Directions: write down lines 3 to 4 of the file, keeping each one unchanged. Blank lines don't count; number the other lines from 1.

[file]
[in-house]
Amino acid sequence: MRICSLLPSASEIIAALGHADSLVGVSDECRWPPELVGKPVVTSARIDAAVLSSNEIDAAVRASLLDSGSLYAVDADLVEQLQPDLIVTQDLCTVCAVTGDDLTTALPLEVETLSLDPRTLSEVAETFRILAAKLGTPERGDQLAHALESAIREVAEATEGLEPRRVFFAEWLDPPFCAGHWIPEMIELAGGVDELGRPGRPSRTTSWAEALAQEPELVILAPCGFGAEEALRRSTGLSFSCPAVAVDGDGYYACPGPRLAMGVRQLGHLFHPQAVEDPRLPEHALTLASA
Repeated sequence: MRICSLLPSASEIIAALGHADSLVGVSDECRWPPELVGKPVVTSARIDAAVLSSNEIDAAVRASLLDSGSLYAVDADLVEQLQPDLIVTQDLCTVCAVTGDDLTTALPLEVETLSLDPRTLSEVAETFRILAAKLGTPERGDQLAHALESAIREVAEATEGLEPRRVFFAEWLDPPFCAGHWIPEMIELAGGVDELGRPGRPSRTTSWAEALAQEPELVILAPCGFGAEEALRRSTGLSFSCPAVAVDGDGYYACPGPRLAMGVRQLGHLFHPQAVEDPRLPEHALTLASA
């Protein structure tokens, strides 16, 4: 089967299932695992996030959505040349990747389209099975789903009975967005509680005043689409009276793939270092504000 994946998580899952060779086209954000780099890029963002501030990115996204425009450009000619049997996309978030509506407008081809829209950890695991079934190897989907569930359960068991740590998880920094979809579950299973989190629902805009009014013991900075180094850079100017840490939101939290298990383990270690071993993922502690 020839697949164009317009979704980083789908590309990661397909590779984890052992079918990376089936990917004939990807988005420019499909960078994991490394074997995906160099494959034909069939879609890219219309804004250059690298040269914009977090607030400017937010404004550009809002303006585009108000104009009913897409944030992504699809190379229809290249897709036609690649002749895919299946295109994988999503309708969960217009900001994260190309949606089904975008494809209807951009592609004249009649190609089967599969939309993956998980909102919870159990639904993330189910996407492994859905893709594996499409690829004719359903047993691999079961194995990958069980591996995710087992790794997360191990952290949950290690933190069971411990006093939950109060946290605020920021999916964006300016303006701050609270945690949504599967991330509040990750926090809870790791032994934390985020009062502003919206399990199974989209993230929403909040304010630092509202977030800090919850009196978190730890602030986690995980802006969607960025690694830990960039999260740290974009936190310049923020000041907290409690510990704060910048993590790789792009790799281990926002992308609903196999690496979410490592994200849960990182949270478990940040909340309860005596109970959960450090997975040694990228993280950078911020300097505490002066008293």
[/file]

Repeated sequence: MRICSLLPSASEIIAALGHADSLVGVSDECRWPPELVGKPVVTSARIDAAVLSSNEIDAAVRASLLDSGSLYAVDADLVEQLQPDLIVTQDLCTVCAVTGDDLTTALPLEVETLSLDPRTLSEVAETFRILAAKLGTPERGDQLAHALESAIREVAEATEGLEPRRVFFAEWLDPPFCAGHWIPEMIELAGGVDELGRPGRPSRTTSWAEALAQEPELVILAPCGFGAEEALRRSTGLSFSCPAVAVDGDGYYACPGPRLAMGVRQLGHLFHPQAVEDPRLPEHALTLASA
């Protein structure tokens, strides 16, 4: 089967299932695992996030959505040349990747389209099975789903009975967005509680005043689409009276793939270092504000 994946998580899952060779086209954000780099890029963002501030990115996204425009450009000619049997996309978030509506407008081809829209950890695991079934190897989907569930359960068991740590998880920094979809579950299973989190629902805009009014013991900075180094850079100017840490939101939290298990383990270690071993993922502690 020839697949164009317009979704980083789908590309990661397909590779984890052992079918990376089936990917004939990807988005420019499909960078994991490394074997995906160099494959034909069939879609890219219309804004250059690298040269914009977090607030400017937010404004550009809002303006585009108000104009009913897409944030992504699809190379229809290249897709036609690649002749895919299946295109994988999503309708969960217009900001994260190309949606089904975008494809209807951009592609004249009649190609089967599969939309993956998980909102919870159990639904993330189910996407492994859905893709594996499409690829004719359903047993691999079961194995990958069980591996995710087992790794997360191990952290949950290690933190069971411990006093939950109060946290605020920021999916964006300016303006701050609270945690949504599967991330509040990750926090809870790791032994934390985020009062502003919206399990199974989209993230929403909040304010630092509202977030800090919850009196978190730890602030986690995980802006969607960025690694830990960039999260740290974009936190310049923020000041907290409690510990704060910048993590790789792009790799281990926002992308609903196999690496979410490592994200849960990182949270478990940040909340309860005596109970959960450090997975040694990228993280950078911020300097505490002066008293």